Wednesday, March 11, 2009
Education and the Scientific Method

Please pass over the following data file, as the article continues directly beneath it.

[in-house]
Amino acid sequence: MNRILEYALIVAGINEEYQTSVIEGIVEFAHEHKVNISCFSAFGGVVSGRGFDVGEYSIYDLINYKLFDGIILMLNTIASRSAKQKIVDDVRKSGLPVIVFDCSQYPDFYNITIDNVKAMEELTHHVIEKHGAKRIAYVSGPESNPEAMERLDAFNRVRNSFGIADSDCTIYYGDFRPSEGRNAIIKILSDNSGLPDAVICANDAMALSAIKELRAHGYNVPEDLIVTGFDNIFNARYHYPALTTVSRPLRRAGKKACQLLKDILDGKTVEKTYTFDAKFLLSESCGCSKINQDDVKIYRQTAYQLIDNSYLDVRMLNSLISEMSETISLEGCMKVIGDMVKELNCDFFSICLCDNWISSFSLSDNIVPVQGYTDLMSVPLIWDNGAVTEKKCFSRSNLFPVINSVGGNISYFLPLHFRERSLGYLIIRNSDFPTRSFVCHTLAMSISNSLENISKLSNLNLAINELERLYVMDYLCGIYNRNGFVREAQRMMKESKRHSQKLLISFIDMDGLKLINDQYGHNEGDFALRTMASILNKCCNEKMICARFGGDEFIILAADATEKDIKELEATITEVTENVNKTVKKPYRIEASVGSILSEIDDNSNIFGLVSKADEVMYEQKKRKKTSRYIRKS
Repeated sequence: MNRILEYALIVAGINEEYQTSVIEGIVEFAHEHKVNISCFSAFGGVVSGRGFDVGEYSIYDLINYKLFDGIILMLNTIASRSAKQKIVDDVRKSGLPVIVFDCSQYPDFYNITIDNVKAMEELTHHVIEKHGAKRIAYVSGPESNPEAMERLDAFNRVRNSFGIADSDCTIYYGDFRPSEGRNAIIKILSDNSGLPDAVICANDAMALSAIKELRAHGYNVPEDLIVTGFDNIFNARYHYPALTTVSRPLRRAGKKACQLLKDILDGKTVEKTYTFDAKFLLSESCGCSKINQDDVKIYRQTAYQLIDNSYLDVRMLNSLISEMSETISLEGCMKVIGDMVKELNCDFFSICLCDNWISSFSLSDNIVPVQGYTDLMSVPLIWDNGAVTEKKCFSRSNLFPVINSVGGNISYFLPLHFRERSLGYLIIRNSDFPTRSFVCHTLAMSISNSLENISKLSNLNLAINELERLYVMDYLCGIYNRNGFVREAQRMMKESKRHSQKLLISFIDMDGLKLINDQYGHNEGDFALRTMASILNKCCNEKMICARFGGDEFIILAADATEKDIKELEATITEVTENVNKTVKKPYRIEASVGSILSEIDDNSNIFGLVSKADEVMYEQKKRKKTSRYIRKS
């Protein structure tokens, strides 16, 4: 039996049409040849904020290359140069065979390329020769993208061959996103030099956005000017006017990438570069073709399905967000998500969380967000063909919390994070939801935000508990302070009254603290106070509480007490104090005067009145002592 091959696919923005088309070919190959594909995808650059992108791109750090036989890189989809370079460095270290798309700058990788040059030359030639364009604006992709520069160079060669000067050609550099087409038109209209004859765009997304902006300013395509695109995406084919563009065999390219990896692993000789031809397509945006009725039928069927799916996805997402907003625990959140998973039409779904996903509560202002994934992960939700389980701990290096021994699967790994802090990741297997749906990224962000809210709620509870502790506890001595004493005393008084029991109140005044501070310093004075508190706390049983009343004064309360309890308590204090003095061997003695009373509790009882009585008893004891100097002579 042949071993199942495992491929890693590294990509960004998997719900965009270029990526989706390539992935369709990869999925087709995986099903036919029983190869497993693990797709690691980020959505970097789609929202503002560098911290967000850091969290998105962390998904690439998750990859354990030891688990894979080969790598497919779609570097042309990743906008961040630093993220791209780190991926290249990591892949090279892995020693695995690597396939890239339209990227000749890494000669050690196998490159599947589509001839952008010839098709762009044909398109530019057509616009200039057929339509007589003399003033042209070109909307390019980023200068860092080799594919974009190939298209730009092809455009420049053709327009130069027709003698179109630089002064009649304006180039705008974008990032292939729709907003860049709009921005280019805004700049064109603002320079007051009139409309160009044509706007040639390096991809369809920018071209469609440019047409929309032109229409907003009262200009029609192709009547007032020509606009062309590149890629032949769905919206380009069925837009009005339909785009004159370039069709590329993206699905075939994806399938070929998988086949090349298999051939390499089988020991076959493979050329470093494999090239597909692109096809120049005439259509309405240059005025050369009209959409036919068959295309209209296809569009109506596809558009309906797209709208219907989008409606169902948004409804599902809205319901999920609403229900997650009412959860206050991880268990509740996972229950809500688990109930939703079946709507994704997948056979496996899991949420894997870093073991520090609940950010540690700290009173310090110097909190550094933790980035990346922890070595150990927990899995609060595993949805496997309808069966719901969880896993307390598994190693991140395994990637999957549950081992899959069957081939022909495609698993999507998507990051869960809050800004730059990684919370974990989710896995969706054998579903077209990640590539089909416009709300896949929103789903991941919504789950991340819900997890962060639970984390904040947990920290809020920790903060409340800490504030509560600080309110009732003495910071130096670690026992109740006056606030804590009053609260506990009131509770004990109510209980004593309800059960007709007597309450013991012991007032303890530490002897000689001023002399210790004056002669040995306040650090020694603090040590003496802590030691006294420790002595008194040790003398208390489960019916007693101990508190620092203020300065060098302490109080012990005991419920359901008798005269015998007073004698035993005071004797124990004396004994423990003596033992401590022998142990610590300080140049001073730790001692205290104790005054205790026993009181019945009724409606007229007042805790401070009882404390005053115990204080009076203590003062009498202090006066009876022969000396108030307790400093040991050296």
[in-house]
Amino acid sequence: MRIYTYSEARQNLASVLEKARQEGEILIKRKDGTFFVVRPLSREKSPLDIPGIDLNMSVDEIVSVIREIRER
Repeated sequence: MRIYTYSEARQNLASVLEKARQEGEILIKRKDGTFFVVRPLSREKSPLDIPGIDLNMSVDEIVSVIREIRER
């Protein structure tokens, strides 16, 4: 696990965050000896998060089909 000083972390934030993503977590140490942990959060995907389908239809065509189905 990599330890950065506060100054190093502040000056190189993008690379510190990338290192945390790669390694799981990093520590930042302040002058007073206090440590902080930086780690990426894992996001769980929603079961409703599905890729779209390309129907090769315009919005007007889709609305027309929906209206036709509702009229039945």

It is interesting to me that education is one of those fields where everyone has a tenaciously held opinion about what it is, how it works, or why it doesn't despite not having any training or background in the field beyond having been educated. For myself, that is like saying "Of course I can sew my own jacket, I have been wearing one for years" or "I can fix your car; I have been driving since I was a kid." Pronouncements on the credibility or the veracity of learning theories or tools come fast and furious from people who do not engage in education as a discipline in itself or its research. This is why we still get teachers that tell us "they don't let" their students use Wikipedia, quote from blogs, or will ever consider using Second Life, etc. I mean, insert whatever-it-is-they-do-not-quite-understand here. These are the same students, when sent to the library to research geology or anthropology do not come back with citations from "Chariots of the Gods," hollow earth literature, or other non-academically viable sources. The students have the critical thinking skills required to go into a library, and despite the library containing books on astrology or conspiracy theories, that sort of thing tends not to be cited by students. Why can't instructors have the same faith in students on the internet? Who said it was our job to "let" or not let the students do anything? I won't harp on Wikipedia further because there is already enough actual research from journals like Nature that say that Wikipedia articles were shown to be just as accurate as anything in peer reviewed articles. The problem with things like Wikipedia or learning online in any form is that it is new. Books and traditional journals safely fit into the framework of traditional teaching. The increasing amount of available information, the users ability to participate in the creation of that information, and the myriad ways of accessing and aggregating that information are all shaking that traditional framework to its 1200 year-old foundation. All of a sudden it is very difficult for traditional teachers to evaluate online sources, information and tools because their sources of peer-reviewed information are always printed one to two years late with sources that are three to four years old - an eternity on the internet. And here we introduce fear. The last thing you do when you are afraid is ask questions: you certainly aren't going to bother with research, create an hypothesis, test it, and analyze data. You are going to run straight to drawing your conclusions and broadcasting your "results" because you feel threatened. This has never been about whether something is a good teaching tool or not but about our ability to adapt to change. Good teachers are often good communicators and when good communicators connect with tools that facilitate communication and interaction, good teaching happens whether that tool is a clay tablet and a stylus or a virtual world.